Welcome to the forum!

As an adjunct to the Tangents blog, the intention with this forum is to answer any questions, and allow a diverse discussion of topics related photography. With that, see it as an open invitation to just climb in and start threads and to respond to any threads.

Is Nikon D800 an unfortunate buy?

photos2photos2 Member
edited February 2014 in Nikon
Am I coming to the wrong conclusion, or is the D800 not a good choice for weddings / portraits?

Many thanks

Comments

  • you will find two opinions here 1) yes, it is and 2) no, the files are too big.

    Plenty out there use it for weddings and, I suppose, storage has become cheaper for the massive files. Processing the files will take longer but is this and the storage an issue?

    I am a Canon owner and love the cameras, flashes and lenses but would have no reservations about owning the D800 as well since I do love to shoot landscapes. Would I use it for portrait type photos (and casual shots) as well? Probably not because of the file size.

    No one can really answer the question for you-rent it and find out. It certainly is a great camera.

    Rudy
  • Neil vNNeil vN Administrator
    The D800 is a superb choice for portraits because of the oodles of pixels.

    But that also means it is a challenging choice for event photography where you shoot a volume of images.
  • BlackiceParisBlackiceParis Member
    edited February 2014
    Hi photos2, I used to be an ancient Canon fan with many Canon camera ending with a 5DMKII, a 1DMKIII and all lenses and accessories that goes with it for many years.
    Early 2013 I switched the whole equipment for a brand new D800, 24-70mm f2,8, 14-24 f2,8, 2xSB910 flashes, 85mm, 60mm Macro, 35mm and as a spare used D300... in case of...
    I do not regret this move, even if I had to relearn how to use the settings of a camera and get rid of all my Canon habits. Took me a while specially when I was in a hurry!
    This camera lets you use it as you like in terms of frame size and weight. So this is not an issue. You adapt the quality and size to your current job in progress. For instance when I have a single portrait I shoot in raw, but the rest of the time I remain in Jpeg High or Medium definition, which is largely sufficient for corporate events or exhibitions, especially if you consider the later use (mainly internet or magazine ad pages...). You can even choose to shoot in DX format.
    The quality is really impressive and I edit less my pictures than I was doing with my Canon (why I don't know?).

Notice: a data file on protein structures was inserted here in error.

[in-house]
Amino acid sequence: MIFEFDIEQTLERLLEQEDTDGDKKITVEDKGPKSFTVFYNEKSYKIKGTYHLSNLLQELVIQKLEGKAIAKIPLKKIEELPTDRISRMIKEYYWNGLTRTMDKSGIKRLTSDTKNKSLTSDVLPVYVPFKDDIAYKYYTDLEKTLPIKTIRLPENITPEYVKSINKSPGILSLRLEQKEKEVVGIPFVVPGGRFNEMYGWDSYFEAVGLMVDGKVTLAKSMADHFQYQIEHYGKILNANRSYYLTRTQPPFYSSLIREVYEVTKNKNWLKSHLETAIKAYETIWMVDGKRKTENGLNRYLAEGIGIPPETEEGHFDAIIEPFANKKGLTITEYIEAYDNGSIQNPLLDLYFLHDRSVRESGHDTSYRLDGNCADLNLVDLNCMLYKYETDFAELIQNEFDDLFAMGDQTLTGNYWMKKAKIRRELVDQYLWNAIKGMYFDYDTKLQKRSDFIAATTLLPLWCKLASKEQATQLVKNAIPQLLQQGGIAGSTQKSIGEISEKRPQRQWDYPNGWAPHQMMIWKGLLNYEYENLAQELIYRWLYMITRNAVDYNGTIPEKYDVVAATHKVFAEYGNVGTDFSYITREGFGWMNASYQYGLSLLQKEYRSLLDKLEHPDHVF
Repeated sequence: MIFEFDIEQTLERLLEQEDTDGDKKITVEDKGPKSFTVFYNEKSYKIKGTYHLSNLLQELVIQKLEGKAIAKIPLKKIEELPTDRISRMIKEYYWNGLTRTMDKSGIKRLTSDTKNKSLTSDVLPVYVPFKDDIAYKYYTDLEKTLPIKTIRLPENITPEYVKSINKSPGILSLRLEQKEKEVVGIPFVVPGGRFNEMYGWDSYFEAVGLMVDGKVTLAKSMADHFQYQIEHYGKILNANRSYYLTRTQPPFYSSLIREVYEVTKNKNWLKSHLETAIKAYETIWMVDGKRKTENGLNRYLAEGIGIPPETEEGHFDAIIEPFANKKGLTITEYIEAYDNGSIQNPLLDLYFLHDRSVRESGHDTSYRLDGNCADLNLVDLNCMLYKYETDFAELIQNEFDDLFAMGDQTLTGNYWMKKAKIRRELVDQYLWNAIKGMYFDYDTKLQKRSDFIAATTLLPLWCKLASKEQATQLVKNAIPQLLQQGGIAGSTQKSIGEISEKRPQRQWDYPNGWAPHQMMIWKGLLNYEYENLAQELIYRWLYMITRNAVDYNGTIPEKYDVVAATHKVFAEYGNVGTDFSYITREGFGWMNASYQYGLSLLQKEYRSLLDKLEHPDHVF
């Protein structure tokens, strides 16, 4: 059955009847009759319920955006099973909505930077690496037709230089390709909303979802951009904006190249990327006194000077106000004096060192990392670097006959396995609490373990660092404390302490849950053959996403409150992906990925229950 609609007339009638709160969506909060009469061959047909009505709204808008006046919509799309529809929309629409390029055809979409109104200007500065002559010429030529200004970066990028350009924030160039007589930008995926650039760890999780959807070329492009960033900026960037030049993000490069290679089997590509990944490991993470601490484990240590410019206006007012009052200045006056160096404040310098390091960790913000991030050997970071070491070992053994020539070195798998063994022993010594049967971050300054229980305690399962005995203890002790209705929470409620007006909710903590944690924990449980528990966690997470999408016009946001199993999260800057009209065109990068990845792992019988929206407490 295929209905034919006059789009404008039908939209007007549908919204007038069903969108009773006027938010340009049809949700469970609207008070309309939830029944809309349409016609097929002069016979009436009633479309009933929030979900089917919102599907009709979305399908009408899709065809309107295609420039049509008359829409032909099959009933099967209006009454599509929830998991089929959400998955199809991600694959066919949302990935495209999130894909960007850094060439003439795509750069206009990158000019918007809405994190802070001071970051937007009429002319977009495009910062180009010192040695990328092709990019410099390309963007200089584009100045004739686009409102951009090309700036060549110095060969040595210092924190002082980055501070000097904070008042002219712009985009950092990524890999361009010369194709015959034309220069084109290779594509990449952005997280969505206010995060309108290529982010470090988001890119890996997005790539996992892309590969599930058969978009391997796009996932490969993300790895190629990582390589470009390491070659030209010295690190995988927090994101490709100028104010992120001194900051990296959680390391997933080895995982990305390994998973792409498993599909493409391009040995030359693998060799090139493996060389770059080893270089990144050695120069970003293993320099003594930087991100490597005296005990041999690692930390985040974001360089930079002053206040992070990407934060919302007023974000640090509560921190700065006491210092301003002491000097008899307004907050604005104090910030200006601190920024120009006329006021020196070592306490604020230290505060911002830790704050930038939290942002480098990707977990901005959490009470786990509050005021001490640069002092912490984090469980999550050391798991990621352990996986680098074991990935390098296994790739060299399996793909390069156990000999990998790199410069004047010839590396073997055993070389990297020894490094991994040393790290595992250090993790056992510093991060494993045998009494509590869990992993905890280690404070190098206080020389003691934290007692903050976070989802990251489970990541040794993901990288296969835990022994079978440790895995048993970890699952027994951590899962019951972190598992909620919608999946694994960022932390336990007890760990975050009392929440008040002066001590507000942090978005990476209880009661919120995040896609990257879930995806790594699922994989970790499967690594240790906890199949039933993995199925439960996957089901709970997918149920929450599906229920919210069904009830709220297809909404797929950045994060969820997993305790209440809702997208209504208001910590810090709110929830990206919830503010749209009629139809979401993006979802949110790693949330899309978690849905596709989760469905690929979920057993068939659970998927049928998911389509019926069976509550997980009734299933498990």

At the beginning, the skin color balance seamed a bit more orange/yellow than my Canon was, but the correction is very easy. To be honest, after a while you do not even correct it anymore as the global balance of the colors is convenient. The management of the flash colors and intensity is much better than with Canon with a lot less over exposed pictures, in TTL mode.

    So to conclude, this is probably the best tool you can purchase to do portraits and weddings on the market today. You will just have to enter the "beast's" architecture and select the best definition according to your needs and computer capacities. By the way I work with an old Macpro tower 2x2,66 and 10Gb Ram of 2005 with 2x3To internal HD and believe it or not it works very well and is not much slower than with Canon pictures I treated. I was told so many stories about the management of the size of the pictures but apart the size of the storage, no big difference.

    So if you want to go for it your are definitely moving the right way... and I was a big Canon fan!
    Have fun.
  • Thank you for your thoughts! Appreciate it!

    Neil, why doesn't 32 GB cards solve this problem of large volumes of images? Or are you referring to a slower speed of shooting in RAW?
  • TrevTrev Moderator
    photos2,

    It's not the CF card size, and it's not the 'buffering' of RAWs rendering in camera while shooting; it's the 'Processing' of the volume (hundreds) of those large files he is referring to.
  • Trev, would you please recommend the most suitable memory cards for the D800 - How fast do they need to be to make reading reasonably fast? I'm worried about editing time. I've looked at both Lexar and SanDisk, 32 GB - but they differ in MB/s and therefore understandably in price - what is a sensible speed? And, most importantly - how many images in RAW do these cards deliver? What are the consequences when shooting at either 12 or 14 bit RAW - regarding editing time?
    Many thanks
  • Neil vNNeil vN Administrator
    Get the faster cards, every time. Especially since your camera will be writing large files.
  • TrevTrev Moderator
    What Neil said, obviously, but they do get expensive the higher the transfer rate.

    I answered your question regarding sizes in the other thread you started.
Sign In or Register to comment.